Rocky is fantastic myth-making. The name “Rocky” floats across the screen as triumphant horns blare before we even see the man himself. But once we do, all sweaty and shirtless and ripped, it’s hard to look away. Sylvester Stallone, as both the star and sole credited screenwriter, knew exactly what he was doing: the iconic score, the mumbled philosophy from a sentimental beefcake, the Italian Stallion robe (branding!) — he quickly established Rocky as one of cinema’s most cherished underdogs, making the conclusion of his climactic showdown against Apollo Creed all the more unexpected. Stallone was building an unlikely franchise before anyone else realized it. Seven sequels of various quality later (Creed rules), Rocky is still going the distance.
Marty (Ernest Borgnine) is a nice guy. Not a “nice guy” in the contemporary pejorative sense, but an actual nice guy. He lives with his mom in the Bronx; he works hard at the butcher shop, and he wants to settle down with a nice lady, but he’s stopped trying after being turned down one too many times. To assuage his mother, however, he gives it another shot at the local dancehall, where he meets Clara (Betsy Blair). She’s also faced her fair share of rejection. Marty and Clara are a good pair, even if his mother doesn’t like her. But Marty doesn’t care. “She’s a dog and I’m a fat, ugly man,” he says in the film’s defining monologue. “Well, all I know is I had a good time last night! I’m gonna have a good time tonight! If we have enough good times together, I’m gonna get down on my knees and I’m gonna beg that girl to marry me!” Paddy Chayefsky, who wrote the screenplay, called it the “most ordinary love story in the world,” but there’s nothing ordinary about how good Marty is.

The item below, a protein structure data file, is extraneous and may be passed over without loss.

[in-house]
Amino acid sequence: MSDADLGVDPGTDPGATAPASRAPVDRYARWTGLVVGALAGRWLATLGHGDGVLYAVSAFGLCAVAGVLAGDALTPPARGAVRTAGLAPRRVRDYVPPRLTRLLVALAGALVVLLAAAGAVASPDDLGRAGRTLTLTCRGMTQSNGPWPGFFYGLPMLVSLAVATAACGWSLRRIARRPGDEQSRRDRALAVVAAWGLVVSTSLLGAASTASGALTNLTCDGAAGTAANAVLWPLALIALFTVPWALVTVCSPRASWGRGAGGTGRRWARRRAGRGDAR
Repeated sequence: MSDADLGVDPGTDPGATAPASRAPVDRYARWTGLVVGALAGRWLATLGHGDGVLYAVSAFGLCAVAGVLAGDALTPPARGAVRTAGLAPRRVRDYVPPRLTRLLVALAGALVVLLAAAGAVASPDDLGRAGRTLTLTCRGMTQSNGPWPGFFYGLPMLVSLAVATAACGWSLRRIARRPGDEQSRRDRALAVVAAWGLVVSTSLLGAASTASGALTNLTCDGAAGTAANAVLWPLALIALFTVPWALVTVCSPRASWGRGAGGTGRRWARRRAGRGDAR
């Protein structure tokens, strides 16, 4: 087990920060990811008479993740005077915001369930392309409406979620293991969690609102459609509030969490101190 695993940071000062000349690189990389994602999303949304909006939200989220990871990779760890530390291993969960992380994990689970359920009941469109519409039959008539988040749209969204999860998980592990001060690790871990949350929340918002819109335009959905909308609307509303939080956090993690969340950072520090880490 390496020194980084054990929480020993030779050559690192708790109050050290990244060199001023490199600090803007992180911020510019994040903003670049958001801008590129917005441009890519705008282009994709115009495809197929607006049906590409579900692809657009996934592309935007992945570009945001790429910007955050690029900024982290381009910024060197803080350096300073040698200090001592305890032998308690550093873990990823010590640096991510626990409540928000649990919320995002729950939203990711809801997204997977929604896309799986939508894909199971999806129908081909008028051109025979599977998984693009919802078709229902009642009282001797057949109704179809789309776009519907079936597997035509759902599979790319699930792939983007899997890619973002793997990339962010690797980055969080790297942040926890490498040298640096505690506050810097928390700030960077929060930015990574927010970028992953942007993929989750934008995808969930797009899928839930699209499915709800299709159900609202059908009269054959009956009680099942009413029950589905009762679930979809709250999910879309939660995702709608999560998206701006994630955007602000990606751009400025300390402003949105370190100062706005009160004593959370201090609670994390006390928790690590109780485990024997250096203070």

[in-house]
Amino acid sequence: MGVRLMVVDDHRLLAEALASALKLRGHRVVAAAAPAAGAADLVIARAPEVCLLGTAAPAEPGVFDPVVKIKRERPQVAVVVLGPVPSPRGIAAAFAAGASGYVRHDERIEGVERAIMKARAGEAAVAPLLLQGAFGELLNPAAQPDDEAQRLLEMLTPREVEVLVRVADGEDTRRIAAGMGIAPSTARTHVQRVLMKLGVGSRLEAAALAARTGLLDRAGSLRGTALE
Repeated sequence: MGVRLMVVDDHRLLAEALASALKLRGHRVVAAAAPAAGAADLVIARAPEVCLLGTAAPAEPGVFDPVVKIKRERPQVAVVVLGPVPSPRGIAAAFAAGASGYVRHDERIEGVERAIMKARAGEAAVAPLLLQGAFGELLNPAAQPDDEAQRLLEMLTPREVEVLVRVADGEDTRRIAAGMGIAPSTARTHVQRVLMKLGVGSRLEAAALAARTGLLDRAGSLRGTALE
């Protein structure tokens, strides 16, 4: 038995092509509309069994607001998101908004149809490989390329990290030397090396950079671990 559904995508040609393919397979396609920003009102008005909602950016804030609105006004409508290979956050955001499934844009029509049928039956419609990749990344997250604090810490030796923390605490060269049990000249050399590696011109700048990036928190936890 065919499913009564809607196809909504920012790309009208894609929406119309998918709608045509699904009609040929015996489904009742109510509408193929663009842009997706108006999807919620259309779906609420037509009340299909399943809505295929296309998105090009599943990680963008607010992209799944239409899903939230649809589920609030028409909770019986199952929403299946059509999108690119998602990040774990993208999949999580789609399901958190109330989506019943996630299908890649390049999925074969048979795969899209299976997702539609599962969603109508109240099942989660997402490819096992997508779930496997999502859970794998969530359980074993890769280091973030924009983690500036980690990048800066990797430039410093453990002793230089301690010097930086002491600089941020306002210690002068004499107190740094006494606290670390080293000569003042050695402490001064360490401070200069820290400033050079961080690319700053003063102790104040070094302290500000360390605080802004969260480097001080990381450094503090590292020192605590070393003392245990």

14. It Happened One Night
Frank Capra’s It Happened One Night is one of only three films to sweep the Big Five categories at the Oscars: Best Picture, Best Director, Best Actor, Best Actress, and Best Adapted Screenplay. (The other two are One Flew Over the Cuckoo’s Nest and The Silence of the Lambs.) It’s an impressive feat, but It Happened One Night’s influence is an even more impressive achievement. It’s the prototype for every romantic comedy ever, but no romantic comedy has come close to equalling Peter’s monologue about finding a girl who makes him truly happy. It Happened One Night has been making people truly happy for nearly 90 years.
13. The Best Years of Our Lives
The Best Years of Our Lives is the Best Picture winner that most pleasantly surprised me. I watched the movies on this list in chronological order, so by the time I got to the mid-1940s, I was getting sick of movies about war. There are a lot of them! Too many, I would argue. But The Best Years of Our Lives is not your typical war movie. It’s more empathic and human than most, and thoughtful in a way few films in any genre are. It follows a trio of servicemen returning to the United States: an Air Force captain who’s skilled at dropping bombs but little else; an infantryman with a loving and patient family; and a Navy officer who lost his hands during the war. The boozy joy they feel after returning to civilian life is quickly replaced by worry over everyday issues that may seem trivial compared to fighting literal Nazis, but that doesn’t make them any less important. The Best Years of Our Lives is an intimate movie about that struggle, to not let feelings of hopelessness define you. After all, every year could be the best year of your life.
Except last year… and this year.
12. Lawrence of Arabia
Lawrence of Arabia was never a movie I wanted to watch. It was a movie I felt like I had to watch. A four-hour assignment, a chore to cross off a list. (I remember seeing the bulging VHS set at the library when I was a pre-teen and being like, “Can we borrow Meatballs again?”) But technically, I was right: I had to watch it for this Best Picture assignment. And I’m glad I did. Turns out this popular and beloved film is very good.